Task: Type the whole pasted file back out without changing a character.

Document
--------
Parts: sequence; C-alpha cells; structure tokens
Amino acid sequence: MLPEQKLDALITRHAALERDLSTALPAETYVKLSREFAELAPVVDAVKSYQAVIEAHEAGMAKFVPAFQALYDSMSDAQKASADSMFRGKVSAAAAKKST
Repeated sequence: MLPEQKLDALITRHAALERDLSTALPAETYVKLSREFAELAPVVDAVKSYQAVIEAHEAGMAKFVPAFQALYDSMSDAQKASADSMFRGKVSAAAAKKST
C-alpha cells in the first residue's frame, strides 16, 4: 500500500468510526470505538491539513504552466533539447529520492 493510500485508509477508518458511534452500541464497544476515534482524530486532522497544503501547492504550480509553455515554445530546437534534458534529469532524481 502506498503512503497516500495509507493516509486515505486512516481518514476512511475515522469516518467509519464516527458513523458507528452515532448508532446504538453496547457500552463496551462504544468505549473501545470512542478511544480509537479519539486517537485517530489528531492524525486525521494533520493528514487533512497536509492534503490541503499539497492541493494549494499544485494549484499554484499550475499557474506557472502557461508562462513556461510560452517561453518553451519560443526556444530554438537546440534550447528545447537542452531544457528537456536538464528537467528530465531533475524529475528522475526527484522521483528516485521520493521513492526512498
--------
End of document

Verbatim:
Parts: sequence; C-alpha cells; structure tokens
Amino acid sequence: MLPEQKLDALITRHAALERDLSTALPAETYVKLSREFAELAPVVDAVKSYQAVIEAHEAGMAKFVPAFQALYDSMSDAQKASADSMFRGKVSAAAAKKST
Repeated sequence: MLPEQKLDALITRHAALERDLSTALPAETYVKLSREFAELAPVVDAVKSYQAVIEAHEAGMAKFVPAFQALYDSMSDAQKASADSMFRGKVSAAAAKKST
C-alpha cells in the first residue's frame, strides 16, 4: 500500500468510526470505538491539513504552466533539447529520492 493510500485508509477508518458511534452500541464497544476515534482524530486532522497544503501547492504550480509553455515554445530546437534534458534529469532524481 502506498503512503497516500495509507493516509486515505486512516481518514476512511475515522469516518467509519464516527458513523458507528452515532448508532446504538453496547457500552463496551462504544468505549473501545470512542478511544480509537479519539486517537485517530489528531492524525486525521494533520493528514487533512497536509492534503490541503499539497492541493494549494499544485494549484499554484499550475499557474506557472502557461508562462513556461510560452517561453518553451519560443526556444530554438537546440534550447528545447537542452531544457528537456536538464528537467528530465531533475524529475528522475526527484522521483528516485521520493521513492526512498